Nursing Home Care Plans
Care plans are a collection of problem, intervention (approach), and goal statements that direct the care of your loved one in the nursing home and are based on a comprehensive assessment of physical, social, emotional, and spiritual needs. The comprehensive assessment describes the resident’s capability to perform life functions and significant impairments of those abilities.
The comprehensive assessment includes the following information:
- Complaints and symptoms
- Level of consciousness
- Vital signs
- Sensory needs (hearing, sight, smell, touch, taste)
- Condition of skin
- Weight and height
- Mobility level
- Eating/nutritional habits
- Bowel and bladder patterns
- Sleeping habits
- Activity of daily living status
- Teaching needs
- Risk for falls
- Risk for pressure sores
Do I have the opportunity to be involved in developing my loved one’s nursing home care plan?
Yes, care plan meetings are completed within a few weeks of admission, quarterly, or more often if necessary. Residents and families are encouraged to be involved in the care plan process. You should be invited to your loved one’s care plan meeting by nursing home staff, but can request a care plan meeting at any time; staff should oblige your request. At care plan meetings, all disciplines (including dietary, social services, nursing, and activities) discuss residents’ progress toward current care plan goals.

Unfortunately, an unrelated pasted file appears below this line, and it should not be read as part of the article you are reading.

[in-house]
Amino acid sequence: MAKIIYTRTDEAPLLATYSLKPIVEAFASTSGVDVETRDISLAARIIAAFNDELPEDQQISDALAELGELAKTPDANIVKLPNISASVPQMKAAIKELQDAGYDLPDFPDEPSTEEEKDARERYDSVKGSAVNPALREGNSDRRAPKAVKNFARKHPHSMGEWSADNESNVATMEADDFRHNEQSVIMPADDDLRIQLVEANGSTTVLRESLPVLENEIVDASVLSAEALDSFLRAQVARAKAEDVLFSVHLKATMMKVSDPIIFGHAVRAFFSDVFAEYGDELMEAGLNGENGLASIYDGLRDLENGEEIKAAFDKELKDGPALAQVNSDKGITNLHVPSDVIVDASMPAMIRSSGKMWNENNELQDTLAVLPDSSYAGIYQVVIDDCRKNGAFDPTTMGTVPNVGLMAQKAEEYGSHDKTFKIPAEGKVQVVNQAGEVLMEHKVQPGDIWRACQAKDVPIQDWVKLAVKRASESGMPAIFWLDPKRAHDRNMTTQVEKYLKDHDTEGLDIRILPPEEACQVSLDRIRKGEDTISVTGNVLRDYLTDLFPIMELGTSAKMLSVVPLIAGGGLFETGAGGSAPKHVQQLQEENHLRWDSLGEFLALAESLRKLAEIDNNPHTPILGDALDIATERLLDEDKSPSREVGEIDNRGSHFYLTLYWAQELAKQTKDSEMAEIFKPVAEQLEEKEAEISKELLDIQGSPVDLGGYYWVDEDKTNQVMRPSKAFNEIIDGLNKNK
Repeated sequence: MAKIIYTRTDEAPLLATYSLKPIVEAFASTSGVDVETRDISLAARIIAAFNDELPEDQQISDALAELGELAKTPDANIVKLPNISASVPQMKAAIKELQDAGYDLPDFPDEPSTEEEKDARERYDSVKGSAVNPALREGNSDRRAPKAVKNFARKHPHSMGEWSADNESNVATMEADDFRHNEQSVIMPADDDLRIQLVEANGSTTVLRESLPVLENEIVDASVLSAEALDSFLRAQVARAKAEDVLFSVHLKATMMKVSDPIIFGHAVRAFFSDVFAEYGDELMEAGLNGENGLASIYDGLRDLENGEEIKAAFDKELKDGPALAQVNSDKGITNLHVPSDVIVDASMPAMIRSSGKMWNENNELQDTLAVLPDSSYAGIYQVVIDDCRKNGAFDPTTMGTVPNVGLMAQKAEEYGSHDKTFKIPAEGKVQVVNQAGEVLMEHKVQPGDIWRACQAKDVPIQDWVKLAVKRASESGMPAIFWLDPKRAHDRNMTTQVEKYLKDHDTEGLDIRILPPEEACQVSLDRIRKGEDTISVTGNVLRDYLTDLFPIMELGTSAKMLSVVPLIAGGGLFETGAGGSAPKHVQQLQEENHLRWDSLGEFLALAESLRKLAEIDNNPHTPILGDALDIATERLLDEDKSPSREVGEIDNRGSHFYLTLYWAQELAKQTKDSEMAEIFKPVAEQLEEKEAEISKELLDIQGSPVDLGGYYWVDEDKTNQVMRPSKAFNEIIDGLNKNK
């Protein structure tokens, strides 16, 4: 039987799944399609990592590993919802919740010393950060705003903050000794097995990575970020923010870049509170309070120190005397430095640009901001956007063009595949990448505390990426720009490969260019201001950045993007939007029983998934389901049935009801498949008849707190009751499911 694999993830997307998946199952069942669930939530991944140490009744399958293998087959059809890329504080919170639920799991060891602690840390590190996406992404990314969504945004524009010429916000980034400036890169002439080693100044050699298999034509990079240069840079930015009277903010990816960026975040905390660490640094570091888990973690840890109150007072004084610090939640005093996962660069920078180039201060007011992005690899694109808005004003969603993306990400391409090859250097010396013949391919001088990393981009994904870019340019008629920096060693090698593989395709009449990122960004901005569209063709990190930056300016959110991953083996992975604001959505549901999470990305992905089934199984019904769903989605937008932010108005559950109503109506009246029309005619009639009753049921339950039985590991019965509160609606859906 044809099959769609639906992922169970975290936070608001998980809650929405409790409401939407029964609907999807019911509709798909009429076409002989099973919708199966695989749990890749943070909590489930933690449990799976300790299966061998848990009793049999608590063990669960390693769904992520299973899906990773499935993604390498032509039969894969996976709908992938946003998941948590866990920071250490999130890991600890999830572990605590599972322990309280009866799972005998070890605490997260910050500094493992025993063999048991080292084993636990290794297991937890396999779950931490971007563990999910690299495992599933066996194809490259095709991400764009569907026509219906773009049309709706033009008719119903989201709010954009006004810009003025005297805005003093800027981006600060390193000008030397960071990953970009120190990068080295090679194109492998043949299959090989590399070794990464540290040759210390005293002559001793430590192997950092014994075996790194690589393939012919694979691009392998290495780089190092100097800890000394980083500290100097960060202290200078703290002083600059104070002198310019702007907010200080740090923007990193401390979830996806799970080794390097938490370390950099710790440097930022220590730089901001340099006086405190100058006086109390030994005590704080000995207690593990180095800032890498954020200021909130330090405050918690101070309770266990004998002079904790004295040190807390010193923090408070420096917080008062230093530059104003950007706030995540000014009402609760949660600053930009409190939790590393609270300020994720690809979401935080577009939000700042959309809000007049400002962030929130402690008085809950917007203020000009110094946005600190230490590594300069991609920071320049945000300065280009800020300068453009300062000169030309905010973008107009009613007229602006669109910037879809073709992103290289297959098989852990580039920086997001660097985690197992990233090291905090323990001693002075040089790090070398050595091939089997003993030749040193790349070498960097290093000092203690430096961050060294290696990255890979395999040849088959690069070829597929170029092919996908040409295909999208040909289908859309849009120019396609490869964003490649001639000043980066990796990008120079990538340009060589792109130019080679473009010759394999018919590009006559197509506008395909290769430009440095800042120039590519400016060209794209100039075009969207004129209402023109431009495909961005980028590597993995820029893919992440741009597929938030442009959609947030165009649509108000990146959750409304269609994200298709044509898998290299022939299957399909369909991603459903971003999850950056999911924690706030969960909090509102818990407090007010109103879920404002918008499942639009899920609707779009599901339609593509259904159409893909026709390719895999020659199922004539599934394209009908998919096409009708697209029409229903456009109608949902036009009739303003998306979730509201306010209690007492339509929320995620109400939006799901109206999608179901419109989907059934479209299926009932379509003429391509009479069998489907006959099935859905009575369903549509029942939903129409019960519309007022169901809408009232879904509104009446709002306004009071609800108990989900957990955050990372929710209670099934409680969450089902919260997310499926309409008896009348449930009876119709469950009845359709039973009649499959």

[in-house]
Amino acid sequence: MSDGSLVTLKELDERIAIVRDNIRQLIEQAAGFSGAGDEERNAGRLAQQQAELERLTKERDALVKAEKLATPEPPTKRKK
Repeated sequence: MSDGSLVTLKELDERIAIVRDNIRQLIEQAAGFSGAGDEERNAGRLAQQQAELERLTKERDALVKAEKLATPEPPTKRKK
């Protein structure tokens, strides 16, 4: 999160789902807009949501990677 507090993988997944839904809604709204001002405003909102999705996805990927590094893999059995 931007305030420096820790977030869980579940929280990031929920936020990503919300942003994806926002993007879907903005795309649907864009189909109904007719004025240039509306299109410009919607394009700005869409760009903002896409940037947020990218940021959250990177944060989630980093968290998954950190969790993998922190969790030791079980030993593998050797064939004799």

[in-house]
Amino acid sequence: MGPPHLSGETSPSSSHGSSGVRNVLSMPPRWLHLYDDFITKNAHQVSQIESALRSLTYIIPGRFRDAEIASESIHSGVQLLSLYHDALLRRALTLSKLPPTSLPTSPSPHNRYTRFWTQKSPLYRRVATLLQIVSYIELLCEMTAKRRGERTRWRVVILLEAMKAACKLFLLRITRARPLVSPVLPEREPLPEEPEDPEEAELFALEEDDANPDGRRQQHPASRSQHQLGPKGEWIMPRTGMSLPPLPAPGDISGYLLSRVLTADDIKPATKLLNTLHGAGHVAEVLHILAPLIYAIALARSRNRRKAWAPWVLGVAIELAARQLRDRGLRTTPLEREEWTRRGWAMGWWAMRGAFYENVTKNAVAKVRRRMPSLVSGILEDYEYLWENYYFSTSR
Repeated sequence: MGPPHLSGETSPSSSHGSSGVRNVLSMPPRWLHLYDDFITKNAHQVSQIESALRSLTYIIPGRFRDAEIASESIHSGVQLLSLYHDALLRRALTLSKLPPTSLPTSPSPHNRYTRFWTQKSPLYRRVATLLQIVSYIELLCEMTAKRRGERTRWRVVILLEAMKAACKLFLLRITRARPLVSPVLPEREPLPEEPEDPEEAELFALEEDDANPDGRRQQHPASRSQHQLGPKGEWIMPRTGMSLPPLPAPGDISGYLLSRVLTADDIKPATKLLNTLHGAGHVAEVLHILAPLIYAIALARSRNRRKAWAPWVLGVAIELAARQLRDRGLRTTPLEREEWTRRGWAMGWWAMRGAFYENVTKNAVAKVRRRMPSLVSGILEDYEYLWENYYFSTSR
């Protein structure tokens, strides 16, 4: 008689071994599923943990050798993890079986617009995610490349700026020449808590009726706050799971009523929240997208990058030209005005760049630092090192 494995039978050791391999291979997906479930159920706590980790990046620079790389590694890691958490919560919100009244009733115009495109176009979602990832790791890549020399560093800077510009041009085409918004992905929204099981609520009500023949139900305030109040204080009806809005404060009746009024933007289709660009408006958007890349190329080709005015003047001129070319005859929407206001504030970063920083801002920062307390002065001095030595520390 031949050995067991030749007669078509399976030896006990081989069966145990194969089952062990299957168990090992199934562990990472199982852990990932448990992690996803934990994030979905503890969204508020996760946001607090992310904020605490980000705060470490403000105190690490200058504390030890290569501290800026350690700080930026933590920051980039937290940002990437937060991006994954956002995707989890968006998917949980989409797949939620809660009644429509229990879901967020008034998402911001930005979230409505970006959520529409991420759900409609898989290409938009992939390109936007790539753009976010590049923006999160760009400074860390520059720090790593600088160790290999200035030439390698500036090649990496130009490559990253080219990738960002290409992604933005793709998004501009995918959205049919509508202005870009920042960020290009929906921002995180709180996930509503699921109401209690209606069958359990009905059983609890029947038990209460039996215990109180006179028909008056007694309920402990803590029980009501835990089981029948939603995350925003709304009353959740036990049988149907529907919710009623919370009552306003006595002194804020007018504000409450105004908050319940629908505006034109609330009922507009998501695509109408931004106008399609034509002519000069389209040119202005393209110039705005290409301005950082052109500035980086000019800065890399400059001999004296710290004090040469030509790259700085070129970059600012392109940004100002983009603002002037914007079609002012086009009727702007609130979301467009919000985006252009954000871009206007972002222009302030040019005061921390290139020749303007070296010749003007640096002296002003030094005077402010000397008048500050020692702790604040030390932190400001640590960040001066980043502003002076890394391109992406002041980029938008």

Do medical providers (nurse practitioners or physicians) ever attend care plan meetings?
At some facilities they do. It is a good idea to have a medical perspective in the care plan. Ask the nursing home or your loved one’s physician about how the physician is involved in the care plan process. It is the responsibility of the physician to understand the nursing plan of care in order to provide appropriate medical care. Sadly enough, many physicians do not know the nursing care plan as they are providing medical care, which can result in dangerous outcomes.
What information is included in the care plan?
- All physician orders should be addressed.
- Any long term and most acute problems need to be addressed.
- Care plan goals are listed and should be attainable. These goals should be assessed and modified as needed at each care plan meeting.
- Interventions are noted to help the resident attain the goals that are set. All departments should assist with interventions.
How often should care plans be completed or modified?
A basic care plan should be completed to care for immediate health problems within 24 hours of admission. A full care plan that encompasses all of your loved one’s health problems and is used to direct care should be completed within 21 days of admission.
After the initial plan is completed, updates are completed quarterly, with significant changes in condition, and with new orders.